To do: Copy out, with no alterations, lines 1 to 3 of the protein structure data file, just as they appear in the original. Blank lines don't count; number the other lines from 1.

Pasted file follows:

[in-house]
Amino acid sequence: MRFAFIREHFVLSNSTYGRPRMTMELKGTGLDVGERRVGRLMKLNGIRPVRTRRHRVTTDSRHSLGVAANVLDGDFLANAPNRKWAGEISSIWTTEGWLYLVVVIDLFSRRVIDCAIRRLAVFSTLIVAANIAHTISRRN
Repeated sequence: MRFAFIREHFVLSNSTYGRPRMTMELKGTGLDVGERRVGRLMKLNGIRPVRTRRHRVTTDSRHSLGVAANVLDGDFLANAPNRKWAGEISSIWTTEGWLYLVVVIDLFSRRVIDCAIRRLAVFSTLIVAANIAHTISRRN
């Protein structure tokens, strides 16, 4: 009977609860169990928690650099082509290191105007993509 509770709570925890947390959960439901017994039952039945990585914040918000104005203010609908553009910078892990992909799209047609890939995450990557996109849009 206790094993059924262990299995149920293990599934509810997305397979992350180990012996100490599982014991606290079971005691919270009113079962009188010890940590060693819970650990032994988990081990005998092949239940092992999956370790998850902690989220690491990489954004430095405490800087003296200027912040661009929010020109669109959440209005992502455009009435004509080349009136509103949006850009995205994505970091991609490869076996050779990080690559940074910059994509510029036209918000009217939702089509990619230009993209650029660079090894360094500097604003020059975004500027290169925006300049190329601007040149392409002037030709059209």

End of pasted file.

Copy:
[in-house]
Amino acid sequence: MRFAFIREHFVLSNSTYGRPRMTMELKGTGLDVGERRVGRLMKLNGIRPVRTRRHRVTTDSRHSLGVAANVLDGDFLANAPNRKWAGEISSIWTTEGWLYLVVVIDLFSRRVIDCAIRRLAVFSTLIVAANIAHTISRRN
Repeated sequence: MRFAFIREHFVLSNSTYGRPRMTMELKGTGLDVGERRVGRLMKLNGIRPVRTRRHRVTTDSRHSLGVAANVLDGDFLANAPNRKWAGEISSIWTTEGWLYLVVVIDLFSRRVIDCAIRRLAVFSTLIVAANIAHTISRRN